Bad things happen when you don’t source your photos properly, and a Thailand-based textbook company has learned that lesson the hard way. 2,000 textbooks are currently being recalled after it was revealed that one of the ‘teachers’ pictured on the front of the textbook is actually an adult film star. Read more…
On your own mental list of “most perilous jobs,” chances are Google Street View driver doesn’t make it very close to the top. But one of Google’s own wound up in a strange situation recently when a group of villagers in Thailand put him under citizen’s arrest, believing him to be a spy for a government dam project they oppose. Read more…
The advent and continuous expansion of Google Street View has made it possible to explore far off places that we may never be able to visit in person. But where exactly does Google’s reach end? One person deigned to find out. Read more…
Thai photographer Benz Thanachart caused quite a stir in his country this past summer with an unusual photo project titled Smartphone. For each photo, he boarded a subway train, screamed a completely random word, and snapped a photograph to document the passengers’ startled reactions. The photograph above was captured after Thanachart shouted “Fried egg!” Read more…
Here’s a “2 minute love story” Canon commercial that aired in Thailand. In other parts of the world, this would probably be categorized as a “thriller” rather than a “romance”. The comments for the video on YouTube are dominated with the words “creepy” and “stalker”.
Here’s a photograph by the The Bangkok Post showing Sony’s sensor manufacturing plant in Thailand submerged under flood waters roughly 3 meters (~10ft) high. The shutdown of the 502,000 square foot, 3,300 employee plant doesn’t just affect Sony, as other companies — including Nikon and Apple (in the iPhone 4S) — rely on Sony image sensors as well.
A week ago we shared a photo showing Nikon’s factory in Thailand submerged due to the catastrophic flooding happening there. The latest news is that both Nikon and Sony have had their camera factories severely damaged, which may have cause delays of at least 1-2 months. 90% of Nikon’s SLR cameras — the low to mid-range ones — are produced at the company’s Thailand plant, while 100% of Sony DSLRs are made at its now-damaged factory.
Nikon was expected to announce a new DSLR by the end of this year, but it seems like that may be postponed indefinitely at this point. Sony’s new NEX-7 and A65 cameras have been pulled from Amazon due to “manufacturing concerns”.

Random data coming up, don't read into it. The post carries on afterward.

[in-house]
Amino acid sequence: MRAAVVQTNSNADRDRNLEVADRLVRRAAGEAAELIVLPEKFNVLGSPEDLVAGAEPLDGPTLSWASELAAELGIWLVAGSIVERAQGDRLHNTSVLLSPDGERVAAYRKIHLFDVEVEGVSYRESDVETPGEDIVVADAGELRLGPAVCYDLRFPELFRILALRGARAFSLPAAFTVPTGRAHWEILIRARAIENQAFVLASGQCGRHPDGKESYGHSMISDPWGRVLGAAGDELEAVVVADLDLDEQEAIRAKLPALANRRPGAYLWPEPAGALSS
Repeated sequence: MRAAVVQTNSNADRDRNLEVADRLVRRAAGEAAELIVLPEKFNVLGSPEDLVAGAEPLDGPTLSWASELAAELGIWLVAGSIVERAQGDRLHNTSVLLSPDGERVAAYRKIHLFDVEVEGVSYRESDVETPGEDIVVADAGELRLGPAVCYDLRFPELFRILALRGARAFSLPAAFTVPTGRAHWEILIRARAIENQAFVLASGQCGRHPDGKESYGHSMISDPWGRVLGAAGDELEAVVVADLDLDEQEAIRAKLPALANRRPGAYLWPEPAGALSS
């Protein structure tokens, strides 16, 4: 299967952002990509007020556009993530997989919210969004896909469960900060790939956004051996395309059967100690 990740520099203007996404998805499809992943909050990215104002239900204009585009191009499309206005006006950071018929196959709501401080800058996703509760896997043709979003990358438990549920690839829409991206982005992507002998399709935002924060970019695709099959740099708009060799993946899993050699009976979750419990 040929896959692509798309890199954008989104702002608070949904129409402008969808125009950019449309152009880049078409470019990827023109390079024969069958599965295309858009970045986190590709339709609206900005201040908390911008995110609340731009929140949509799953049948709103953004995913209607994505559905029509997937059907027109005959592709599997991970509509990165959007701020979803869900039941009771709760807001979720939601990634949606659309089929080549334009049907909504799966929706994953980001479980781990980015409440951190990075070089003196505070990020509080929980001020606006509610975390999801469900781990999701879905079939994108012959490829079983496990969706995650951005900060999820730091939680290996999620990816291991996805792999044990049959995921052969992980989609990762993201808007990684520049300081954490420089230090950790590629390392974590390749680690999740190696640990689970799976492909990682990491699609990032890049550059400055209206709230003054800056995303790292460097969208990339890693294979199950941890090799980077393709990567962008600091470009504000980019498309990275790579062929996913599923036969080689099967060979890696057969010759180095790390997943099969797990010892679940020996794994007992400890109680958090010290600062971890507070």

Thailand is experiencing the worst flooding it has seen in more than 50 years, and Nikon is also getting hit hard. A statement released by the company today (and photos emerging from the area) reveals that the company’s entry-level DSLR factory there is now swamped with water:
The 1st floor of all buildings at the premises are presently submerged. Details of the damages are now under investigation. [...] We are continuing to investigate details of the damage, but are unable to predict how soon operation will be resumed. We will set up our recovery support system and endeavor to restart its operation as early as possible.
This may lead to a shortage in supply and an increase in prices — the same thing we saw after the massive earthquake and tsunami in Japan earlier this year.
Project Einstein is a photo training group that started in Bangladesh and is now working with international youth in South Africa, Thailand, Haiti, and Guatemala. The group chose its namesake when one of its participants pointed out, “Einstein was a refugee but could still do great things.”
The current project in Guatemala is a two-month outreach to kids and teens, teaching them the art and techniques of photographing their own community. At the end of the project, their work is exhibited online and on site in their community.
According to Digital Democracy, the project’s goal is to give the youth a voice and to get the local and international communities involved in a dialogue about “education, indigenous rights and development.”
You can view more photos taken by Q´eqchi´ Maya kids in Guatemala’s rural Zona Reyne here.